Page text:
Island Lullaby

In Hawaii, the sun sinks into the sea

like a burning golden coin–

you can actually watch it slip below the surface.

The clouds show off their colours:

peachy orange and cotton candy pink,

dark grey accentuated by strips of shining gold.

After it’s done, the sunset hurrah,

deep darkness falls quickly.

The winding island roads are bathed in blackness.

Everything fades away except ohana, family,

the small circle of warmth

around you and and your loved ones,

sipping wine and sharing stories.

With no streetlights to prolong the day,

it soon feels so late and sleepy.

Bed beckons after a day on the beach.

You’re ready for the windy palm tree lullaby,

that endless rustling of phantom rain

that is simply leaves swaying in the starlight.

The crickets convince you to close your eyes and listen.

“Be soothed, be soothed,” they sing.

“Soon enough the sun will return…

rooster will be sure to let you know.

Early and often he will call:

‘Get up! Get up! A new adventure begins!’ ”

A Cloak of Starlight

I go outside for a walk in the dark garden,

only two bare feet to hold up my heavy heart,

and after the warmth of the concrete driveway

surrender to the melancholic cool of the evening grass.

In the stillness of dusk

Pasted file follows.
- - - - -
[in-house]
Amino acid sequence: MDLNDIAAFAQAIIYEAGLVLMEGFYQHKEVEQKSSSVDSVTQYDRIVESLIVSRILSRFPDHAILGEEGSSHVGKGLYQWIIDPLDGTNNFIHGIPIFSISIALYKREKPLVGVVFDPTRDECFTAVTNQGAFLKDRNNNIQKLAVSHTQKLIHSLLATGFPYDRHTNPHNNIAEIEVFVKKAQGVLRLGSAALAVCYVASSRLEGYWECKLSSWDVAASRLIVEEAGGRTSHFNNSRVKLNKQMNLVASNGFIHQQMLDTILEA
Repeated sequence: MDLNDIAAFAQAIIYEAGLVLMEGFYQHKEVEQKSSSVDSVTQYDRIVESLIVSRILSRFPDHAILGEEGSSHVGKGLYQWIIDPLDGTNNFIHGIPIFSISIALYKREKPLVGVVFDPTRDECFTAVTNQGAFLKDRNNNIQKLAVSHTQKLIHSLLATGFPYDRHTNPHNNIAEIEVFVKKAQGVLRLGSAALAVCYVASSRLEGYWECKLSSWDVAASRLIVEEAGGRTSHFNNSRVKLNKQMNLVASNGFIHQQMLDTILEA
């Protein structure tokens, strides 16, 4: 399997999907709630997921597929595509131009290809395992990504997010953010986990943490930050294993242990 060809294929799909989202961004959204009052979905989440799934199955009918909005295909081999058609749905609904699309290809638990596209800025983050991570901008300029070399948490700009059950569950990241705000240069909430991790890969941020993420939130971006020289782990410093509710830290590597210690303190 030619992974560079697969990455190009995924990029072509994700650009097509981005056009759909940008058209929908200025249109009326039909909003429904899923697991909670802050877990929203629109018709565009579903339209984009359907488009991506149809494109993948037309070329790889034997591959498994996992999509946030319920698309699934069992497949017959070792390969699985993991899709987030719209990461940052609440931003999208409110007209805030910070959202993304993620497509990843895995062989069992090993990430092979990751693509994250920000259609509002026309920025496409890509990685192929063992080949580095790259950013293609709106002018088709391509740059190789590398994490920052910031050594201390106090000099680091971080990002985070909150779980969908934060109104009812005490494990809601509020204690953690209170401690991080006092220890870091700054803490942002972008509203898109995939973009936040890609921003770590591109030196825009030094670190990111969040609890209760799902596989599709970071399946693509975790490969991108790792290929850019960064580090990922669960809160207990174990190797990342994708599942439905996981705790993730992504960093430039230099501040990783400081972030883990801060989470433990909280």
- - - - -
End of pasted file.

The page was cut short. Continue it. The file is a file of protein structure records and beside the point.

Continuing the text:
amid the silent flowers,

the sadness for my lost little love 

wraps me about like a cloak of starlight

poignant and piercing.
    
I hurry inside

to capture this poem,

preserve this tear like a crystal jewel 

and offer it to you, Jo,

the one whom I can give nothing

but the pangs of love.

Watering Flowers by Moonlight

  

Tonight the evening air is dusky

and has a faint smell of smoke

as if someone was stoking their fire

on this warm May night

The slightly bulging half-moon 

beams down yellow 

and sleepy like me 

I seek poetry in the shadows 

and realize the smokiness

is the peppery scent of purple lupins

spicing the dusk with their presence 
   

Lingering in the quiet evening

I take pity on my planter pots

and water my flowers by moonlight

lest in the heat of the day I forget 

A little bath for the basil

a big sip for the tomatoes

and lots—with love—

for my Josephine flower